December 1, 2012

The goal of Big Picture San Diego is to expand the understanding of economic development and highlight the innovative ways in which the San Diego community is coming together to build a stronger region for the benefit of all of its residents.

There’s a lot being written and discussed about the future of the San Diego region. Big Picture San Diego is an attempt to synthesize information about what’s going on in the region with commentary on how current events and policies affect San Diego’s ability to grow and prosper. Here’s a broad definition of economic development from Business Exchange, a Bloomberg blog:

“Economic development is the development of wealth in countries or regions for the wellbeing of their citizens. From a policy perspective, economic development is any effort that seeks to improve the economic wellbeing and quality of life for a community by creating and/or retaining jobs and supporting (or growing) incomes.”

At EDC, we feel that the true definition of economic development is reflected in our mission: To maximize our region’s economic prosperity and global competitiveness. We believe that this is best accomplished through thoughtful collaboration and open communication. As we build the blog, the hope is to offer good working examples of economic development and start a new conversation about how San Diego can best use its unique assets to grow jobs and the economy.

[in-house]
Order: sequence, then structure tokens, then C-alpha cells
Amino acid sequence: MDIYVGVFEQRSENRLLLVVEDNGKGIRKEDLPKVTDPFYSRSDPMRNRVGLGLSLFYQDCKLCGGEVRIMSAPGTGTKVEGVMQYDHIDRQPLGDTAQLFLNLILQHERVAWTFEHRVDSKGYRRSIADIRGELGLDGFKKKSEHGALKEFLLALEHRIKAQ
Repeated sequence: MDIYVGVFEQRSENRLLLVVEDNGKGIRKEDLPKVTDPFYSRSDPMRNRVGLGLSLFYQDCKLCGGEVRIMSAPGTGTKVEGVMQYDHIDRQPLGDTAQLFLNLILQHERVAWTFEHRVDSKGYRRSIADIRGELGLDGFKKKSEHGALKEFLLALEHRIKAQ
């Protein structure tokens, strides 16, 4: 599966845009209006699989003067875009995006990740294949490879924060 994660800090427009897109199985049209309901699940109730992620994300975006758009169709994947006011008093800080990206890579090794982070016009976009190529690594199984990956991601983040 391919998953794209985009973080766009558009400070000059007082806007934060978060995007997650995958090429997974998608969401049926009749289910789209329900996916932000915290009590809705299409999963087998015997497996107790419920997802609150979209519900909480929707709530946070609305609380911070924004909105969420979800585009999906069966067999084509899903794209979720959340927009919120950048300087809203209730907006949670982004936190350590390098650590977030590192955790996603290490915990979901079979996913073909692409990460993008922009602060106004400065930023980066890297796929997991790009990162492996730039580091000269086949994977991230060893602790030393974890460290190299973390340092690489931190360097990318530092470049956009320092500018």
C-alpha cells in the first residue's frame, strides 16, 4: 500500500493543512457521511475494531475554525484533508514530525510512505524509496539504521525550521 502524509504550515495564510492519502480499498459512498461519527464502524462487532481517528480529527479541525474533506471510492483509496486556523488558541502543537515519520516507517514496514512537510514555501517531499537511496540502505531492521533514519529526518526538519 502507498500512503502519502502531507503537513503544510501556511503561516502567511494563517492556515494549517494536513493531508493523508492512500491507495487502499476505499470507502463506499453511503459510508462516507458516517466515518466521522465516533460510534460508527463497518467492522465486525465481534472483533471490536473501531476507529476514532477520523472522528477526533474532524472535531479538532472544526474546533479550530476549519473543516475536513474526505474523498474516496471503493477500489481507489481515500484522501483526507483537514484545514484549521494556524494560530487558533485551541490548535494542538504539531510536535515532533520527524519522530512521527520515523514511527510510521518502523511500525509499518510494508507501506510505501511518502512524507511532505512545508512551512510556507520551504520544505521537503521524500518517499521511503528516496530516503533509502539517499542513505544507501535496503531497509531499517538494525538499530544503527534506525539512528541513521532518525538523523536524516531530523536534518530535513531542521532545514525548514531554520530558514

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November 30, 2012

Dr. Lynn Reaser recently delivered the Fermanian Business & Economic Institute Economic Outlook for 2013. With the election behind us but the fiscal cliff still looming, Reaser sided with many observers to predict that the fiscal cliff will either be avoided or – if it is allowed to happen – would not last longer than a few weeks. However, she pointed out that “if there is no political solution, there will be a market solution.” The government has been running annual deficits of more than a trillion dollars for the last four years and that is not sustainable.

Some highlights from the report:

California is currently outperforming the nation in job growth.
California’s economy continues to see job gains in construction, finance, professional and business services, trade, health care, and leisure and hospitality. The state should add about 275,000 new jobs in 2013, following the estimated 260,000 new jobs created in 2012.

In San Diego, job growth should yield a gain of about 29,000 jobs.
The growth will be driven by San Diego’s key economic drivers – the military, technology and tourism – and a revival in the housing market.